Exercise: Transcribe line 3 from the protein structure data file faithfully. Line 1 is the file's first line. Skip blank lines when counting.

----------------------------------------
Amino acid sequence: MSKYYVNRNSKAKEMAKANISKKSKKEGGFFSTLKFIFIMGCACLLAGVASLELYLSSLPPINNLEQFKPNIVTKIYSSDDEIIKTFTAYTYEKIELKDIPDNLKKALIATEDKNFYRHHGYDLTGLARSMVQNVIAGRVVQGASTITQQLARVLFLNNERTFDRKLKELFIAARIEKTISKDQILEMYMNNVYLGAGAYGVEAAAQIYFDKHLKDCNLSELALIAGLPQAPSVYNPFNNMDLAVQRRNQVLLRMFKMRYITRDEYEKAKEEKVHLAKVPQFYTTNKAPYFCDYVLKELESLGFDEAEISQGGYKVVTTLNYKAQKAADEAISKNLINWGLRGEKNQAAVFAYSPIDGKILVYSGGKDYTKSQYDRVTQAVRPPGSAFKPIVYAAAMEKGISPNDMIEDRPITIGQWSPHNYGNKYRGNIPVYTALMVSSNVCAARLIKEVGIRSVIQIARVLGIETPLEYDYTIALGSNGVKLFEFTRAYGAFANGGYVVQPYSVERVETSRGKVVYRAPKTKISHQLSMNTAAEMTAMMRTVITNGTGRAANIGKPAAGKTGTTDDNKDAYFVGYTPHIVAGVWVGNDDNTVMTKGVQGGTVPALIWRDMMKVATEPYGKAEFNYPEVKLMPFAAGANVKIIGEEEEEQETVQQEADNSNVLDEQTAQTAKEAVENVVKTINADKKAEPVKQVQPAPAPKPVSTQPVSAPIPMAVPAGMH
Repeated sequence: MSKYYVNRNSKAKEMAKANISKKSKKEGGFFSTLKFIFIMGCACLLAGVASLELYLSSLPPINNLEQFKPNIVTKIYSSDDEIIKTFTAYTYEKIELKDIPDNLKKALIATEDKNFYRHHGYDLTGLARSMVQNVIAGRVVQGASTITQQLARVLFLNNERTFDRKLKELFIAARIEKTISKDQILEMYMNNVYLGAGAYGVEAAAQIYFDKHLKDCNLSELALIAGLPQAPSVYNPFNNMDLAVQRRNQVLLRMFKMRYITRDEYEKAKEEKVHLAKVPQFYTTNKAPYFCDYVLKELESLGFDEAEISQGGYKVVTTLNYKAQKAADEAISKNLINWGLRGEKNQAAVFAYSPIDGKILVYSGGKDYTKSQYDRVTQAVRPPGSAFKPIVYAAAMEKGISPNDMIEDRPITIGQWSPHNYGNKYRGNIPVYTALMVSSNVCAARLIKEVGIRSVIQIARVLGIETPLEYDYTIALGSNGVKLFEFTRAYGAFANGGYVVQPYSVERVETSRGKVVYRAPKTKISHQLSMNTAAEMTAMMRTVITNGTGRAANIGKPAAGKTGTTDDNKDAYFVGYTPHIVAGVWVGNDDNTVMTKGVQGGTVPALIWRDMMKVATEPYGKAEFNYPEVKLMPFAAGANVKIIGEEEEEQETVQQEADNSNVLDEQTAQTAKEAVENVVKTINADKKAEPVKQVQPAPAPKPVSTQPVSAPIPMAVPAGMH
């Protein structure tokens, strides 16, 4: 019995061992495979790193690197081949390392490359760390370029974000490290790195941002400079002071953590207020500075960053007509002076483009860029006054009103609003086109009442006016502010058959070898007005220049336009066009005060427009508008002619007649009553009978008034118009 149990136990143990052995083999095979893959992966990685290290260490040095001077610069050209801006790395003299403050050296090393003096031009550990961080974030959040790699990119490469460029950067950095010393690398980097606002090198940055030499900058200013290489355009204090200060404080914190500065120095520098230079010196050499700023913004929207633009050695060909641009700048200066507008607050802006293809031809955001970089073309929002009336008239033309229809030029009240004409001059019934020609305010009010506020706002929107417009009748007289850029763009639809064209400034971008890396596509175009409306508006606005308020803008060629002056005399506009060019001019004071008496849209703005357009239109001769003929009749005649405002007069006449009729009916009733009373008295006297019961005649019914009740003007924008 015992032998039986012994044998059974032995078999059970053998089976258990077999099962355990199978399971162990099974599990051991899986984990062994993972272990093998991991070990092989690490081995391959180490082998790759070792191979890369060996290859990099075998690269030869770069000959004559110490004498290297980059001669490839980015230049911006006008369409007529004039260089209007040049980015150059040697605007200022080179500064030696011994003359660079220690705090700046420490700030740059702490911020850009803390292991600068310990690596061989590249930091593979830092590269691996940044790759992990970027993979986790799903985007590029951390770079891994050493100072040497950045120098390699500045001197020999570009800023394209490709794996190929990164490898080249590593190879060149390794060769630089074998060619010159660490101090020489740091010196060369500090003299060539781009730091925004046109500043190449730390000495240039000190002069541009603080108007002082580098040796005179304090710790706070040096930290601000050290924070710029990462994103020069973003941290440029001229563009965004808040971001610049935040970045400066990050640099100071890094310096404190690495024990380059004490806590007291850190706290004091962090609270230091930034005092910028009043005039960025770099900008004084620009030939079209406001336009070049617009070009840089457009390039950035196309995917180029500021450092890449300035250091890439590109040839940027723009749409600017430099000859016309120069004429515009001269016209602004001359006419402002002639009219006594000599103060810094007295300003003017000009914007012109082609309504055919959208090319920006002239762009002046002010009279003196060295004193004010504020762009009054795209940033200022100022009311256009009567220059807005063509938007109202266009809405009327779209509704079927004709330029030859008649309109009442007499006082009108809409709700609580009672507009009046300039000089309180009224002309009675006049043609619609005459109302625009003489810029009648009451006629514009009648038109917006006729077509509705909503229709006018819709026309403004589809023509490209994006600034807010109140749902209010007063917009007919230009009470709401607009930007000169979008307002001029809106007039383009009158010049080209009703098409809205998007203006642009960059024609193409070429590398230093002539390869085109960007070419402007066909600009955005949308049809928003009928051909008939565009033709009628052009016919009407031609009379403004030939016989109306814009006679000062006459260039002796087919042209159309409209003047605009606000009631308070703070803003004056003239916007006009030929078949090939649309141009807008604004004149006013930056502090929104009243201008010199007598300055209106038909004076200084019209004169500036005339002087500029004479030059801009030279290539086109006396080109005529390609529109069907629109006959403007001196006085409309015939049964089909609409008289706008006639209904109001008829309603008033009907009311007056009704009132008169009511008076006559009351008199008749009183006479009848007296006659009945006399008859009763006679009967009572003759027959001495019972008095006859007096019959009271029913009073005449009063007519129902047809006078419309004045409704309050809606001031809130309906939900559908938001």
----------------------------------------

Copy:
């Protein structure tokens, strides 16, 4: 019995061992495979790193690197081949390392490359760390370029974000490290790195941002400079002071953590207020500075960053007509002076483009860029006054009103609003086109009442006016502010058959070898007005220049336009066009005060427009508008002619007649009553009978008034118009 149990136990143990052995083999095979893959992966990685290290260490040095001077610069050209801006790395003299403050050296090393003096031009550990961080974030959040790699990119490469460029950067950095010393690398980097606002090198940055030499900058200013290489355009204090200060404080914190500065120095520098230079010196050499700023913004929207633009050695060909641009700048200066507008607050802006293809031809955001970089073309929002009336008239033309229809030029009240004409001059019934020609305010009010506020706002929107417009009748007289850029763009639809064209400034971008890396596509175009409306508006606005308020803008060629002056005399506009060019001019004071008496849209703005357009239109001769003929009749005649405002007069006449009729009916009733009373008295006297019961005649019914009740003007924008 015992032998039986012994044998059974032995078999059970053998089976258990077999099962355990199978399971162990099974599990051991899986984990062994993972272990093998991991070990092989690490081995391959180490082998790759070792191979890369060996290859990099075998690269030869770069000959004559110490004498290297980059001669490839980015230049911006006008369409007529004039260089209007040049980015150059040697605007200022080179500064030696011994003359660079220690705090700046420490700030740059702490911020850009803390292991600068310990690596061989590249930091593979830092590269691996940044790759992990970027993979986790799903985007590029951390770079891994050493100072040497950045120098390699500045001197020999570009800023394209490709794996190929990164490898080249590593190879060149390794060769630089074998060619010159660490101090020489740091010196060369500090003299060539781009730091925004046109500043190449730390000495240039000190002069541009603080108007002082580098040796005179304090710790706070040096930290601000050290924070710029990462994103020069973003941290440029001229563009965004808040971001610049935040970045400066990050640099100071890094310096404190690495024990380059004490806590007291850190706290004091962090609270230091930034005092910028009043005039960025770099900008004084620009030939079209406001336009070049617009070009840089457009390039950035196309995917180029500021450092890449300035250091890439590109040839940027723009749409600017430099000859016309120069004429515009001269016209602004001359006419402002002639009219006594000599103060810094007295300003003017000009914007012109082609309504055919959208090319920006002239762009002046002010009279003196060295004193004010504020762009009054795209940033200022100022009311256009009567220059807005063509938007109202266009809405009327779209509704079927004709330029030859008649309109009442007499006082009108809409709700609580009672507009009046300039000089309180009224002309009675006049043609619609005459109302625009003489810029009648009451006629514009009648038109917006006729077509509705909503229709006018819709026309403004589809023509490209994006600034807010109140749902209010007063917009007919230009009470709401607009930007000169979008307002001029809106007039383009009158010049080209009703098409809205998007203006642009960059024609193409070429590398230093002539390869085109960007070419402007066909600009955005949308049809928003009928051909008939565009033709009628052009016919009407031609009379403004030939016989109306814009006679000062006459260039002796087919042209159309409209003047605009606000009631308070703070803003004056003239916007006009030929078949090939649309141009807008604004004149006013930056502090929104009243201008010199007598300055209106038909004076200084019209004169500036005339002087500029004479030059801009030279290539086109006396080109005529390609529109069907629109006959403007001196006085409309015939049964089909609409008289706008006639209904109001008829309603008033009907009311007056009704009132008169009511008076006559009351008199008749009183006479009848007296006659009945006399008859009763006679009967009572003759027959001495019972008095006859007096019959009271029913009073005449009063007519129902047809006078419309004045409704309050809606001031809130309906939900559908938001």